July 21, 2018
News & Notes From The San Diego Convention Floor
* I'm still slightly traumatized from the fact that the Eisners were 16,000 hours long. This may be slow in coming.
* that said, the number of women and diversely representative winners last night was encouraging and hopeful -- and category to category the right choices. Someone will let us know if that's more winners from underrepresented groups than in the history of the show or several years of it combined, and the fact that people are thinking about that notion out loud tells you something of last night's upbeat mood.
* someone told us last night that designer Jacob Covey has never won the design category, which seems semi-nuts to me.
* wait, I'm going to have breakfast now. If I don't get back to this in a timely fashion, feel free to make the joke about me having a 17-hour breakfast or whatever.
* okay, I'm back and now I only have to worry about packing. I stay Thursday morning to Saturday evening at Comic-Con, mostly because there was a time when $370 hotel rooms were not just painful but impossible. Plus I have a wedding reception in Claremont tomorrow. It's all good, but it makes these weekend windows a bit of a chore.
* only one Artist's Edition item of news this year, but it's a show-stopper: Bernie Wrightson's Frankenstein
, one of the comics-maker's career highlights and one of the great illustration projects of the second half of the 20th Century. That one's been a longtime coming, and I can't wait to see it.
* a big highlight for me on Friday was moderating Noah Van Sciver's spotlight panel, which we made a survey of his career. I thought that was the best way to find some connecting threads between works and to talk about specific visual techniques and concerns exploited by Noah. We had a decent crowd for a Friday afternoon at the Siberian end of the show, and at least 3-4 people said they had a grasp of who Noah is and why they might want to buy specific works. So mission accomplished, I guess. Anyway, I'm always honored to be asked to moderate someone's panel and I think Noah has become the interesting cartoonist at which his earlier works hinted. I hope everyone buys Blammo!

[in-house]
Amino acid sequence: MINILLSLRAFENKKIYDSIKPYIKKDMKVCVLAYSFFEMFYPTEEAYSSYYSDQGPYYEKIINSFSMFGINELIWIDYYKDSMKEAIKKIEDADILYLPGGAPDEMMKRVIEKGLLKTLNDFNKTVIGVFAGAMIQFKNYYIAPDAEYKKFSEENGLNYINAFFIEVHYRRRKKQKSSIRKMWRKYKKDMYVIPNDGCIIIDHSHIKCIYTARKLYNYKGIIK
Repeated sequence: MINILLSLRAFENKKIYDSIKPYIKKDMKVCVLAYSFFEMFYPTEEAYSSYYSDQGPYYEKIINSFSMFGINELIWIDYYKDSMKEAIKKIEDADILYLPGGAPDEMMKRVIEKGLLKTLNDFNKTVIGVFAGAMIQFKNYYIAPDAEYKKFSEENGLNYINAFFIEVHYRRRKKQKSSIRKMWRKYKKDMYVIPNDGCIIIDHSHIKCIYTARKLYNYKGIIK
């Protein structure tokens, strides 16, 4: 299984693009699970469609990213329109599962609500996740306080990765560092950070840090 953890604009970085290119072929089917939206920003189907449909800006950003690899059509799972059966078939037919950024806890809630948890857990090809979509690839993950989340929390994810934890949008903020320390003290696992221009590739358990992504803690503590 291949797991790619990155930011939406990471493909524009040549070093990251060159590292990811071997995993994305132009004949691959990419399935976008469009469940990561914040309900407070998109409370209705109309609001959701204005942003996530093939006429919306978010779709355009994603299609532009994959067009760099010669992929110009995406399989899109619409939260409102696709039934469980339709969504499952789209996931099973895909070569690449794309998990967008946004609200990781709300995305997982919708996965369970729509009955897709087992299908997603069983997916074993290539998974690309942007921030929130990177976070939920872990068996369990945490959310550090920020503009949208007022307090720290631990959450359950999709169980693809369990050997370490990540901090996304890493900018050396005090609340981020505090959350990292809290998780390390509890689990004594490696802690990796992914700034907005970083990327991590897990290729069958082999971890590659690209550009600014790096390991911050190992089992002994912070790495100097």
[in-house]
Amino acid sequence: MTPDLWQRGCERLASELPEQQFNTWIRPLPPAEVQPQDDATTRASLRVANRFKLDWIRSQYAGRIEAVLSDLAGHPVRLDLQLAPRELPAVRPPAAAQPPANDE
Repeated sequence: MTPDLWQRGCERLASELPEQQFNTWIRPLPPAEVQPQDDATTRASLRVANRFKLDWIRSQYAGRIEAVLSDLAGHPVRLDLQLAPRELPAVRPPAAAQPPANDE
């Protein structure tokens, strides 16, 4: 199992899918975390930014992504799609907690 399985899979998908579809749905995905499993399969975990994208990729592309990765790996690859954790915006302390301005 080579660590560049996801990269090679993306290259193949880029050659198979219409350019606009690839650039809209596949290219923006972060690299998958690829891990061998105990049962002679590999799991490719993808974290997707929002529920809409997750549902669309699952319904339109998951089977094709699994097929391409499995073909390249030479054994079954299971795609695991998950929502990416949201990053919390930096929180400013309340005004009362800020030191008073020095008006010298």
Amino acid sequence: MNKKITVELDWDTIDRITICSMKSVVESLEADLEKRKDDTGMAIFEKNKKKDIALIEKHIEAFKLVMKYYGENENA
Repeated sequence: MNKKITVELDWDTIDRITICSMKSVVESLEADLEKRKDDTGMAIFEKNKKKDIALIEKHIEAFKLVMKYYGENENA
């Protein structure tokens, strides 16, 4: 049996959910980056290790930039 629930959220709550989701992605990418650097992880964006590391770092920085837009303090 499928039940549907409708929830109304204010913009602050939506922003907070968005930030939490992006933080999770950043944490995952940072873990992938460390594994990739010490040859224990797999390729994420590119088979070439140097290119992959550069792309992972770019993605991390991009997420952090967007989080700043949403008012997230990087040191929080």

#10. That comic book is really good.
* Todd Allen has the only report from the D+Q panel I've read
. It focuses on John Stanley and Yoshiharu Tsuge, both coming to the publisher in major, serial-volume ways. Every book is interesting, though -- new work from Julie Doucet and a book from Kevin Huizenga, it all sounds great.
* it's great to hear about the new print iteration of TCJ
, RJ Casey and Fanta-MVP Kristy Valenti supporting Gary Groth. I think Groth's interviews as a collective whole are going to be reappraised in the next 20 years as the great accomplishment they are, and anything that adds to that legacy like a new run of magazines on paper I am 100 percent interested in backing.
* speaking of Casey, he wore a one-piece jumper with fringe last night to the Eisners, which was fairly impressive. Lots of baby pictures from that guy.
* Top Shelf is working with George Takei on a graphic novel re-telling
of his harrowing stories of childhood in a World War 2 interment camp.
* met a European writer-about-comics on the floor whose name is in my notes somewhere but isn't findable right this minute. "I'm so grateful when I see books being sold."
* wide agreement that the show is in its era where the energy on the floor comes from toy sales, and trying to pick how that might develop over the next few years was a lot of fun -- okay, nerdy fun but fun. Like I would imagine we'll get everyday-new exclusives in a more concentrated way very, very soon. I can imagine more book exclusives related to time and place -- I hear a lot about special book editions that never see the light of day. I can imagine some digital exclusives using virtual coin philosophies. It's going to get more complicated before it gets better.
* finally: more Moto Hagio from those rascals North and West
photos and additional reporting by Whit Spurgeon and Chris Hatfield
posted 1:25 am PST
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